Pandemic Update: What to Remember as We Head into Spring and Summer

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There’s no doubt that 2020 took its toll on the shipping industry. Shippers, freight forwarders, and carriers alike were taken through a whirlwind of uncertainty and unprecedented events through the course of the year. While the pandemic resulted in massive shutdowns across the entire world, sending the freight market into a dead stop the first half of 2020, the back half of the year surprised everyone.

All bottlenecks of the first half of 2020 were overshadowed by a massive influx of shipments as fall and winter came. As factories and shippers tried to reconcile the losses of the early half of the year, carriers were put under undue pressure to ship larger volumes in shorter time spans than ever before.

Most of you have probably encountered (or come close to encountering) overbooked vessels, blank sailings, and ridiculously high freight rates.

So, you get it – 2020 was a doozy. We’ve all heard it, we all know it. The question at this point is, what is Spring and Summer of 2021 going to bring to the international shipping industry? Here are a few things to be on the lookout for:

Port Congestion

While we wish there was a quick fix to the effects of the pandemic, the truth is there isn’t. While it is expected that ports will begin to clear up a bit more and the shipping industry will level out a little more, shippers are still attempting to reconcile their losses last year through pushing sales and production this upcoming year.

Remember – the world is still opening up, and as we progress through 2021, chances are high that more and more businesses will begin shipping and many of the same ports we’re familiar with (LA/Long Beach) will continue to experience congestion. Although port workers are attempting to streamline activities and speed things up, you can be sure that no solution will take effect immediately.

High(er) Freight Rates

If you had a lot of shipping activity in the back half of 2020, you probably experienced high freight rates. It’s the natural result of an imbalance between supply and demand. As demand for space skyrocketed when the markets started opening up, so did freight rates as carriers all recognized their leverage over the markets. And it’s not just a profit strategy; it’s also a vessel capacity management tactic.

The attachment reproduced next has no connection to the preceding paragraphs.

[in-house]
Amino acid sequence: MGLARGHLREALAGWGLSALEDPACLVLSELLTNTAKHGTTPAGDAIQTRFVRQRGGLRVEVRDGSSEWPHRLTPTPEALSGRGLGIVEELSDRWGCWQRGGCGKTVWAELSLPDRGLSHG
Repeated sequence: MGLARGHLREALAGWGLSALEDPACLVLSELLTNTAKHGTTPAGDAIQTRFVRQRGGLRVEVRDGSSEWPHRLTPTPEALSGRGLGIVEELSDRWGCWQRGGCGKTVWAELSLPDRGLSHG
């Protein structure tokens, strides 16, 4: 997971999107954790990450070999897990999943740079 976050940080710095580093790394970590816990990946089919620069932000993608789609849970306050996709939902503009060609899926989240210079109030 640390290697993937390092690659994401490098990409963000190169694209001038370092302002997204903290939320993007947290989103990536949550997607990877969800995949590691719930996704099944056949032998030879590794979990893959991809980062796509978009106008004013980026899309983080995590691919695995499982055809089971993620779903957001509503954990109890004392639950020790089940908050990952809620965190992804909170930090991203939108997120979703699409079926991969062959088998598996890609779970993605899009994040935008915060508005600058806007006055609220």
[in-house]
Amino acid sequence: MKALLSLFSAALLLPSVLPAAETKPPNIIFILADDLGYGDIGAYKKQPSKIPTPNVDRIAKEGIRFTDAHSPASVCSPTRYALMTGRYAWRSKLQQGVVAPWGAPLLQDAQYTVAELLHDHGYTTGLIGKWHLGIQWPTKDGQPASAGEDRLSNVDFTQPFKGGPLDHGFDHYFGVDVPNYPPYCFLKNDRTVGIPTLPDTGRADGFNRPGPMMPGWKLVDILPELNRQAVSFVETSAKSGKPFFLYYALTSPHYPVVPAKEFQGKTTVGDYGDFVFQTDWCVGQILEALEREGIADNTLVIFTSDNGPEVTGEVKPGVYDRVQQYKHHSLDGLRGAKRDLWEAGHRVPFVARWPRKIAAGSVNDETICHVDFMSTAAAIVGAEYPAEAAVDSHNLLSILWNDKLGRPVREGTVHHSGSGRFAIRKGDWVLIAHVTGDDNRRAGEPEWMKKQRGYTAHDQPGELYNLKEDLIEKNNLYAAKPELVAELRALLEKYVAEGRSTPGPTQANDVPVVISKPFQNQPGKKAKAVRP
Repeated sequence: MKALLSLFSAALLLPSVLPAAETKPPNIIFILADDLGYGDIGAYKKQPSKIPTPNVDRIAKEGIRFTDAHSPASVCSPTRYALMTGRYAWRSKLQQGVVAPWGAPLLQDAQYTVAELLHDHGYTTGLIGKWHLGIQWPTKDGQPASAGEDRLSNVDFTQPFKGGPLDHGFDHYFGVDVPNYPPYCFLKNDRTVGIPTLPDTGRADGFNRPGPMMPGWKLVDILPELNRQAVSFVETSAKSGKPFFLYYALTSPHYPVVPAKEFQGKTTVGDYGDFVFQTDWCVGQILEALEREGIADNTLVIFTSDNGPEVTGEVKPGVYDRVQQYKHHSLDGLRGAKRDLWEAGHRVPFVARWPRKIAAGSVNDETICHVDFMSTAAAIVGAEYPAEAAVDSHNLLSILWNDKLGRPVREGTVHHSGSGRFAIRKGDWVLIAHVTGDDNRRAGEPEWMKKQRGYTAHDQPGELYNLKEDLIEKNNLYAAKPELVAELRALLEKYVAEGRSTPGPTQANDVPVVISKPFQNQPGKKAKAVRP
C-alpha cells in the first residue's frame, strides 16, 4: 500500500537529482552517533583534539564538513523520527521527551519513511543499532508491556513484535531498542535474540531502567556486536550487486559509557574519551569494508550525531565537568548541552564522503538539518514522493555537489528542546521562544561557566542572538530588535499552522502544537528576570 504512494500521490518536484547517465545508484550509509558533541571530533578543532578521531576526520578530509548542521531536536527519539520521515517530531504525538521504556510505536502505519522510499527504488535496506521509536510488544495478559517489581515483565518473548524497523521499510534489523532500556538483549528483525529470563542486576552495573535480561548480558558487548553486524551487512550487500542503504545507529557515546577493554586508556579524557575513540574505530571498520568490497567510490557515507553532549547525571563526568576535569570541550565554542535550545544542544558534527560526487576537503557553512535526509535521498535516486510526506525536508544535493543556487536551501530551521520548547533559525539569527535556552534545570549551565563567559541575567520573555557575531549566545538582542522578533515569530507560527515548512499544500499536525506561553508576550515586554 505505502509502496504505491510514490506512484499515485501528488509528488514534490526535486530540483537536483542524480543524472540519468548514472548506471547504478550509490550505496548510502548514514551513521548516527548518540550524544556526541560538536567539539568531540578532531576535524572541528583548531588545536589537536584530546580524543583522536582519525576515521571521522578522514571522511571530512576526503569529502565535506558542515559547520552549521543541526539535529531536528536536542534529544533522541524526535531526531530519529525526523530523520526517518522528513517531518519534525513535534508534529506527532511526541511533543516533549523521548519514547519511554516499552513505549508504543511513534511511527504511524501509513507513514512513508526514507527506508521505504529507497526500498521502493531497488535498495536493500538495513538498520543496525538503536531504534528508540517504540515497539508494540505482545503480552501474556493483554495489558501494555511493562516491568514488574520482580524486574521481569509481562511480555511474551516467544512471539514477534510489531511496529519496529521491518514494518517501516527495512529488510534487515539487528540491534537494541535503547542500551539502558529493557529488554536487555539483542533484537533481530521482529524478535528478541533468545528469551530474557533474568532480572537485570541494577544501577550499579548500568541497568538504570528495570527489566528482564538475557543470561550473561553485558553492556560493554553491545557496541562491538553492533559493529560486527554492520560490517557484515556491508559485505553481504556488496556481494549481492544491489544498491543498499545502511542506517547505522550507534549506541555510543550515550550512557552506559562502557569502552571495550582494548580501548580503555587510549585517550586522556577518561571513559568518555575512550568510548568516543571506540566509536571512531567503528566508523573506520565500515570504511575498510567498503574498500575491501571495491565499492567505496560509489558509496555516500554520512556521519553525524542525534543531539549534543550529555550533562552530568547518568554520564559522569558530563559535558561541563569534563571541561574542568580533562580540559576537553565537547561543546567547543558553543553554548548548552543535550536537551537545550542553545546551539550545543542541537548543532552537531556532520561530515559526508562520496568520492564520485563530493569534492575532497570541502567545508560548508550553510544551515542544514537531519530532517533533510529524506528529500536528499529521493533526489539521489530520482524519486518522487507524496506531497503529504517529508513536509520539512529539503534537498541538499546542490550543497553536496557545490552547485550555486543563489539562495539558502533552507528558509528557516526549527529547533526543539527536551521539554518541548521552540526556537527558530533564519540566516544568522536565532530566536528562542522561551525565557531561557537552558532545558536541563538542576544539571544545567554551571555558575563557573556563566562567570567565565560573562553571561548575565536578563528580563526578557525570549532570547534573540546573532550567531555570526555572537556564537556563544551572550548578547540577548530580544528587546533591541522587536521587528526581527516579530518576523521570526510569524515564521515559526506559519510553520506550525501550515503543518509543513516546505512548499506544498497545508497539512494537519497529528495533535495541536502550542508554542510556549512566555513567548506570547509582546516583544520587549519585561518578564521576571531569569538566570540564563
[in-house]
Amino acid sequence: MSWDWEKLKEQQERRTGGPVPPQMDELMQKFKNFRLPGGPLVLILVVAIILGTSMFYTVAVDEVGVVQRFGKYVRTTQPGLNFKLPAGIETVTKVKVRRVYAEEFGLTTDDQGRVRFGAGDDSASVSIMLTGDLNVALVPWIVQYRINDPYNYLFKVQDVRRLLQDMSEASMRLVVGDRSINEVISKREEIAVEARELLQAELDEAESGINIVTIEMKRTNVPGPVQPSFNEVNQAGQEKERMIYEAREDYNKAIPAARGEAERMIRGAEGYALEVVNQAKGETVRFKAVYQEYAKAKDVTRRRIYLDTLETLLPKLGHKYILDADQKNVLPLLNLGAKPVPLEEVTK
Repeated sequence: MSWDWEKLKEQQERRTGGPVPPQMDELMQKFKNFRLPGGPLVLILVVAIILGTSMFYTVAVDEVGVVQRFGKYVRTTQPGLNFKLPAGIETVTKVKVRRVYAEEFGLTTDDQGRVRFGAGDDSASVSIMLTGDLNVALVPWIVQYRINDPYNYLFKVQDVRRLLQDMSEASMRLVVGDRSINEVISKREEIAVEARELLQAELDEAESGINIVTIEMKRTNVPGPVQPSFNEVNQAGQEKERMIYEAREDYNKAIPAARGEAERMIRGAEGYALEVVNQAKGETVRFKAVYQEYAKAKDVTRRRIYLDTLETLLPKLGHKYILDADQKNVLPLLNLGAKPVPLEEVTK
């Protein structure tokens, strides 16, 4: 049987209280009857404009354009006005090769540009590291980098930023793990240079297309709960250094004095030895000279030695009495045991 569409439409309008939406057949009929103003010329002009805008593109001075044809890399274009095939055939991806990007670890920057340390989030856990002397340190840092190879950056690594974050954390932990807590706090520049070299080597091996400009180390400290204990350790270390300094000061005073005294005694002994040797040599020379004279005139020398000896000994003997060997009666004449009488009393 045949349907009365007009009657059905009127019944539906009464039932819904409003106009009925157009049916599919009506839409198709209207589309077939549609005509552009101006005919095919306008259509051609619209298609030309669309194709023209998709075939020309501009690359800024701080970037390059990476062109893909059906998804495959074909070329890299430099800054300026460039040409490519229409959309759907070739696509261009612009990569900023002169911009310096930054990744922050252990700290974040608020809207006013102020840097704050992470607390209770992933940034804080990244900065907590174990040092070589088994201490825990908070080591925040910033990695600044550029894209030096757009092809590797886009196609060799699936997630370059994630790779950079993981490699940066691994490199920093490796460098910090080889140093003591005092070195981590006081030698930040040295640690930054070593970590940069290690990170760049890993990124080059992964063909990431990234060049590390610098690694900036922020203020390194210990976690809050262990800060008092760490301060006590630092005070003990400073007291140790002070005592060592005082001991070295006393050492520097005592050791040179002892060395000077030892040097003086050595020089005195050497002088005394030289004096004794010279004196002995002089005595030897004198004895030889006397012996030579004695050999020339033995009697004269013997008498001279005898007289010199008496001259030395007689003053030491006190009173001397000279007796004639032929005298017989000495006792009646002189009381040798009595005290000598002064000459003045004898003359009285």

With the increased demand for production and covering losses of 2020, factories, production facilities, and businesses are almost certain to be shipping more than prior years. You should expect carriers to respond with higher rates to some degree and plan/budget accordingly!

High Need for Strategy

As we navigate this next year, you have to remember that most – both shippers and freight forwarders – are going into a season of uncertainty. No one could have predicted the events of 2020, and likewise, no one knows the full extent to which the last year will affect the upcoming one. So what does that mean? Rather than relying on prior experience, shippers more than ever need forwarders who rely on process and strategy to create a fool-proof method for handling international shipments.

Here’s a news flash – our research and surveying of hundreds of international shippers revealed that shippers continue to switch over the same 4 frustrations over and over. Everyone thinks they’re moving from a bad to a good freight forwarder when they switch, but the truth is that shippers will continue to be disappointed until these 4 issues are solved at the root. It all ties in with strategy and process.

We designed the SHIELD Protocol to solve these exact 4 frustrations, creating proprietary fixes for unmet and unstated expectations, price transparency and accountability, shipment tracking awareness, and the cargo claims process. If you’re interested in learning more, click here or simply reach out to one of our team members and we’d be happy to answer any and all of your questions!

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